The most notable thing to me in this risk forecasting story is the word SuperComputer.
A decade or so ago “cloud computing” (e.g. 1950s concepts of shared-time) was pitched to the market to replace SuperComputer forecast projects.
I vividly remember, however, executives at Amazon in a panic ringing phones off the hook to say “please stop sucking up all our compute resources, we can’t handle it”.
We asked innocently. We were running simulations of what a big explosion would look like on the streets of San Francisco, and such insurance stuff using infinite scale was supposed to move to cloud (everything from pandemic modeling to misinformation spread).
So we had cranked up consumption of shared compute all the way to 11 and… ring, ring “go somewhere else, we can’t ramp selling knock-off brand underwear and cheap Chinese charging cables with you allocating all our server time to science and societal safety”.
Thus it’s interesting to read today’s SuperComputer news, evidence of dedicated and valuable engineering being very alive and well.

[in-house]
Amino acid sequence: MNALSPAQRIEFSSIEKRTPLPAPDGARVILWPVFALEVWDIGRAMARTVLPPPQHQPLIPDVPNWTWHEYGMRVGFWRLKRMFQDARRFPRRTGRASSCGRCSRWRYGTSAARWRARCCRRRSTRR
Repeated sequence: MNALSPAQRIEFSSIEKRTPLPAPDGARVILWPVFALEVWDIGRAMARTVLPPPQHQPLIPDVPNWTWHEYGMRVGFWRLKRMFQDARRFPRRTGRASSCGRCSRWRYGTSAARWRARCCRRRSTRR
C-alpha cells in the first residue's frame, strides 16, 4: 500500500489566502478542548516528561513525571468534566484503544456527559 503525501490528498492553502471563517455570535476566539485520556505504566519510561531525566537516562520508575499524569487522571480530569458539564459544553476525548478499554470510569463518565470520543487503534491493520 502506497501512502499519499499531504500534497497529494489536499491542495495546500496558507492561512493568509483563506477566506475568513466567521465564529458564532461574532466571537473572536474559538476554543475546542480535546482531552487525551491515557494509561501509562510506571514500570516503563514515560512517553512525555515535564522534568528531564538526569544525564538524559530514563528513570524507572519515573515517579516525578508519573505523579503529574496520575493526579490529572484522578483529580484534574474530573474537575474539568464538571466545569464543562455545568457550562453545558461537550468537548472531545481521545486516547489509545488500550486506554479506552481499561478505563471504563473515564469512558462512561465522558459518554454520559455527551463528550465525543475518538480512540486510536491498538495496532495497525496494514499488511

To calculate the CyberShake 22.12 hazard model, Maechling’s team used Pegasus, a workflow management system designed by research director Ewa Deelman and her team at the University of Southern California, or USC, Information Sciences Institute. Maechling’s team continuously ran a diverse collection of jobs on Summit over 10 weeks. Pegasus automatically managed 2.5 petabytes of data, which is equal to about 500 billion pages of standard printed text, including an automated transfer of 70 terabytes to USC’s archival storage.
Summit was born of the DoE CORAL program with an estimated $200m budget. Small potatoes to see 2,500 years into the future, or more powerfully, to avoid being constrained by a willful hyper-short-term ignorance culture of captalism.